Tuesday, November 29, 2011

U.S. Nat Gas Production Hits New Record in Sept.

Updated: The EIA released data today on U.S. natural gas production for the month of September.  On a seasonally-adjusted basis, natural gas production (both gross withdrawals and marketed production) in the U.S. reached new record-high levels in September of almost 2.5 trillion cubic feet for gross withdrawals and 2.1 trillion cubic feet for marketed production, about 6% above the year-ago levels.  Compared to September 2006, natural gas production has increased by 22% over the last five years for gross withdrawals and 24% for marketed production. 

Here's the opening paragraph from a related story on natural gas in The Economist from a few days ago, about why Europe may "have trouble replicating America’s shale-gas bonanza," at least in the short-run:

"Shale gas has turned the American energy market on its head. Production has soared twelve-fold since 2000, to 4.9 trillion cubic feet, or a quarter of the country’s total gas output. By 2035 the proportion could rise to half. As the shale gas flows, prices have come crashing down. Not long ago, America depended on imports of liquefied natural gas. Now it is likely to become a gas exporter. These benefits have not gone unnoticed in Europe."

Here's the ending paragraph:

"America’s shale revolution began 20 years ago, but its impact has been felt only in the past five years. Europe’s may take just as long. But when the fracking begins in earnest, it could turn Europe’s energy market on its head, too."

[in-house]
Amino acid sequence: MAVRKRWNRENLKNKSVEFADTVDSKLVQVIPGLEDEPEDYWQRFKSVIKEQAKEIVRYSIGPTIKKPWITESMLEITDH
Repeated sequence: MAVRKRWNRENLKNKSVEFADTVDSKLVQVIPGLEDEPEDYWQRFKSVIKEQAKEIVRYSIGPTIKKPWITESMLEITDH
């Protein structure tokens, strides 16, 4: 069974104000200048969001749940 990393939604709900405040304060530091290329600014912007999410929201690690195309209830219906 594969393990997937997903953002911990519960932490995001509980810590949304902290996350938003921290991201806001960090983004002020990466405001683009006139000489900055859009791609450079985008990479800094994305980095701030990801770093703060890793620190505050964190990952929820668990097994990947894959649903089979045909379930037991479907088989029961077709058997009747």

5 Comments:

At 11/29/2011 4:39 PM, Blogger Benjamin said...

Better and better---the private sector just gets better and better and produces more for less every year.

Commodities will be relatively cheaper 20 years from now, and even cheaper 40 years from now.

The reverse applies to federal agencies, such as the Pentagon.

 
At 11/29/2011 8:08 PM, Blogger Benjamin said...

According to Oilprice, now the Chinese are looking at tracking...Mercy, there is going to be a lot of natural gas around for a long time....

 
At 11/29/2011 8:28 PM, Blogger westexas said...

Your EIA link shows gross withdrawals, not production.

Here is a link to production:

http://www.eia.gov/dnav/ng/hist/n9070us2A.htm

 
At 11/29/2011 8:29 PM, Blogger westexas said...

Here is a link showing the ratios of US oil, natural gas and coal consumption to production (BP data base):

http://i1095.photobucket.com/albums/i475/westexas/Slide4-2.jpg

 
At 11/29/2011 9:41 PM, Blogger VangelV said...

Given the fact that the shale gas producers are losing money at the current price levels what makes anyone think that the current production is sustainable? After all, the biggest promoter of shale gas, Aubrey McClendon announced that his company is already transitioning from shale gas to shale liquids. At the conference calls I hear CEO after CEO hype liquids over gas and talk about funding gaps and asset sales. That does not sound very sustainable to me but I keep getting stories about exporting natural gas.

 

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